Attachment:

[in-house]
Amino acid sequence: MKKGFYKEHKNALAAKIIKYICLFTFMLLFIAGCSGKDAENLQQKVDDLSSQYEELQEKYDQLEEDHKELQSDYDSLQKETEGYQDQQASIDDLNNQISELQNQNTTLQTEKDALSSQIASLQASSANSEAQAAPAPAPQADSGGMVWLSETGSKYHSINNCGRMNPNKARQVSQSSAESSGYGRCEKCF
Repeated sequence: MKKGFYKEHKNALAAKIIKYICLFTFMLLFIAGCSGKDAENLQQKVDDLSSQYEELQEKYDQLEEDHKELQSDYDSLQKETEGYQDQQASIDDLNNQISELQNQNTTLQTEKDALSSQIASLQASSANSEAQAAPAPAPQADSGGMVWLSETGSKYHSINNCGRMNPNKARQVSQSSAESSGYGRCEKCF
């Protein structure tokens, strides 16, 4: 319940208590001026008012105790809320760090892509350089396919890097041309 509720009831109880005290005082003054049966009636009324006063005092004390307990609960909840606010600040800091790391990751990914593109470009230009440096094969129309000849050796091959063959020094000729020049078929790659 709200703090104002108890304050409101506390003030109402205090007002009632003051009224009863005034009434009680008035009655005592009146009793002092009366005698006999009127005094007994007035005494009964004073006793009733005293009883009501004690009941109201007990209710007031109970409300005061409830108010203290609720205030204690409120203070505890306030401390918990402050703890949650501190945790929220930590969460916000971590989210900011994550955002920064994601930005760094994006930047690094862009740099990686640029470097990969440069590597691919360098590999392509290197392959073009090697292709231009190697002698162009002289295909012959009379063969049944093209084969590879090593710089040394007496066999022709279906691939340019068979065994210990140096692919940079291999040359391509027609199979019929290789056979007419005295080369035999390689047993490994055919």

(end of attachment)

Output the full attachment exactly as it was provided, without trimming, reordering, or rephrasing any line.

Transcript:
[in-house]
Amino acid sequence: MKKGFYKEHKNALAAKIIKYICLFTFMLLFIAGCSGKDAENLQQKVDDLSSQYEELQEKYDQLEEDHKELQSDYDSLQKETEGYQDQQASIDDLNNQISELQNQNTTLQTEKDALSSQIASLQASSANSEAQAAPAPAPQADSGGMVWLSETGSKYHSINNCGRMNPNKARQVSQSSAESSGYGRCEKCF
Repeated sequence: MKKGFYKEHKNALAAKIIKYICLFTFMLLFIAGCSGKDAENLQQKVDDLSSQYEELQEKYDQLEEDHKELQSDYDSLQKETEGYQDQQASIDDLNNQISELQNQNTTLQTEKDALSSQIASLQASSANSEAQAAPAPAPQADSGGMVWLSETGSKYHSINNCGRMNPNKARQVSQSSAESSGYGRCEKCF
């Protein structure tokens, strides 16, 4: 319940208590001026008012105790809320760090892509350089396919890097041309 509720009831109880005290005082003054049966009636009324006063005092004390307990609960909840606010600040800091790391990751990914593109470009230009440096094969129309000849050796091959063959020094000729020049078929790659 709200703090104002108890304050409101506390003030109402205090007002009632003051009224009863005034009434009680008035009655005592009146009793002092009366005698006999009127005094007994007035005494009964004073006793009733005293009883009501004690009941109201007990209710007031109970409300005061409830108010203290609720205030204690409120203070505890306030401390918990402050703890949650501190945790929220930590969460916000971590989210900011994550955002920064994601930005760094994006930047690094862009740099990686640029470097990969440069590597691919360098590999392509290197392959073009090697292709231009190697002698162009002289295909012959009379063969049944093209084969590879090593710089040394007496066999022709279906691939340019068979065994210990140096692919940079291999040359391509027609199979019929290789056979007419005295080369035999390689047993490994055919």